Can’t recall vendetta politics in Vajpayee, UPA era: Chidambaram

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New Delhi, May 31 (IANS) Former Union Minister P. Chidambaram on Thursday said that it was not correct to say that every new government embarks on vendetta against the previous government, citing examples of Atal Bihari Vajpayee and Manmohan Singh governments.

Chidambaram, who handled the Fianance and Home portfolios at different times in the two Congress-led United Progressive Alliance (UPA) governments, also claimed that at present there was “a complete paralysis of decision making” in the government which is resulting in a high number of litigations.

“To say that every new government starts a witch hunt against the previous government is not correct,” he said during a panel discussion following the release of the book “Spectrum Politics” authored by his senior party colleague Salman Khurshid.

“I can’t recall Mr. Vajpayee’s government starting a vendetta against the previous government of Mr. Narasimha Rao. Nor can I recall UPA-I starting a vendetta against Mr. Vajpayee’s government,” he said.

However, Chidambaram, who is being probed by the CBI in the INX media case and also by Income Tax Department for alleged undeclared assets, refused to comment on “current affairs”.

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“I am not going to comment on current affairs. The larger issue is what is happening today is much more number of litigations happening today thanks to absence of decision at the government level. I can give you any number of first hand examples,” he said in response to a query by senior journalist Rajdeep Sardesai, who was moderating the panel discussion.

“There is complete paralysis of decision making. My only fear is that this tendency does not get entrenched and flows into the next government and then the next government, whoever forms them. We have to bring back into the government the courage and capacity to take decisions. Today I think we are at the weakest point where decisions are not being taken,” Chidambaram added.

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“Spectrum Politics” sheds the light on what happened during the entire 2G spectrum allocation, the false perception of a scam created in the public, the Justice Shivraj Patil report, the Joint Parliamentary Committee observations and finally how the trial court of Judge O.P. Saini absolved all the accused.

On the question of vendetta politics, Khurshid said: “I think it’s very, very clear that there are people who come into government who think that the only way they can retain some credibility in power is by creating question marks about the past.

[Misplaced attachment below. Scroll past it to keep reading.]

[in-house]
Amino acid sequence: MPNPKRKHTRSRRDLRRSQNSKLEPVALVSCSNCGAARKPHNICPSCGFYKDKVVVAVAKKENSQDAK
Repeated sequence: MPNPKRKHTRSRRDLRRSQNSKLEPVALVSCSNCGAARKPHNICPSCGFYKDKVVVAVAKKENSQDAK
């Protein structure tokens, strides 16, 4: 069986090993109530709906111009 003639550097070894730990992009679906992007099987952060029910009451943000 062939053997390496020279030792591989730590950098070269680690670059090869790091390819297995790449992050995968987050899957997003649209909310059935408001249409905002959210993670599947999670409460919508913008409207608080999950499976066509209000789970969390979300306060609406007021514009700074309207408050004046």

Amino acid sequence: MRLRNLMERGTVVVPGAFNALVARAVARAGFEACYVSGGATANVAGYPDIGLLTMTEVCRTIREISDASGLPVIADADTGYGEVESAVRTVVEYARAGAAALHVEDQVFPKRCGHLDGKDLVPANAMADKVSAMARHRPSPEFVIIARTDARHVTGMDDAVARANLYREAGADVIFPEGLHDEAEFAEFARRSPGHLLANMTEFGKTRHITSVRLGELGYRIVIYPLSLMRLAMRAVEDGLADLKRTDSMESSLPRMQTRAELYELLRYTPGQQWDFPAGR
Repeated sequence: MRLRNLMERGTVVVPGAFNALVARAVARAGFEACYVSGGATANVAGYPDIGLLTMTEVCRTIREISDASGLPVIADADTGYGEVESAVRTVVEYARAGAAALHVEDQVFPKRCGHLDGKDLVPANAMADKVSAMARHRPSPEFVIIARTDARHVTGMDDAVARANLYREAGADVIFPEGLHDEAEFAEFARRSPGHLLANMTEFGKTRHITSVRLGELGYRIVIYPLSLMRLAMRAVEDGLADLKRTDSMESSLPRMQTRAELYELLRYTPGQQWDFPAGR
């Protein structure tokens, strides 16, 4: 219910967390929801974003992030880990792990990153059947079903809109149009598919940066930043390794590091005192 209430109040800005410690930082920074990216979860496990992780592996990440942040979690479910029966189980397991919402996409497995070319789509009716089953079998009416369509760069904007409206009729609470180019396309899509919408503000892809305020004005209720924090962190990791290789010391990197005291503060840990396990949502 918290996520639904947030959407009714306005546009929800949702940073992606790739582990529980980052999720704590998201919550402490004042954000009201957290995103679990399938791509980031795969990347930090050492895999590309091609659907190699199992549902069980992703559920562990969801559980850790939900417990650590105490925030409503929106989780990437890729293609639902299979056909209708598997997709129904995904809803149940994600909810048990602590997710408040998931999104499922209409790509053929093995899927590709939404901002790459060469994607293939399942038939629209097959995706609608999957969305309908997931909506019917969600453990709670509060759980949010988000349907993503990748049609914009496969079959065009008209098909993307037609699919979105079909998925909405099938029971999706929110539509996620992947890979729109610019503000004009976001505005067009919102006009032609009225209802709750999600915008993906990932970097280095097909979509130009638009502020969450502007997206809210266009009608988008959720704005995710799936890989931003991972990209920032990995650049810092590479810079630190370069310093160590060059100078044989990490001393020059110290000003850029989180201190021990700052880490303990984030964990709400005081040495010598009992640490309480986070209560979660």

“There may be a case where something in the past may have gone wrong. But the manner in which you pursue it. I mean you can look at the charge sheet or FIR and tell if this is something serious or a cooked up, concocted thing.”

Khurshid observed that mistakes could be “honest” but the country was “unfortunately drifting in a direction that most mistakes are dishonest”.

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Sam Pitroda, who connected briefly with the gathering through video conferencing from the US, said that the seeds of today’s mobile telephony revolution were sowed in the mid-1980s under Prime Minister Rajiv Gandhi.

He recalled how India resisted a pressure by international telecom companies to go for analog telephony and instead chose to go the digital way and that decision, he stressed, was to be credited with today’s 2G, 3G and 4G telecom revolutions.

There were some lighter moments too. At one point, trying to defend the media against the allegations that it went overboard in grilling the government without understanding the whole issue, Sardesai said that media smelled a rat in the 2G spectrum allocation thanks to the way the then Telecom Minister A. Raja went about the things.

“Journalists do look for criminality in such circumstances,” Sardesai said. But Chidambaram quipped: “Sometimes, sometimes. At other times the media doesn’t look at anything.”



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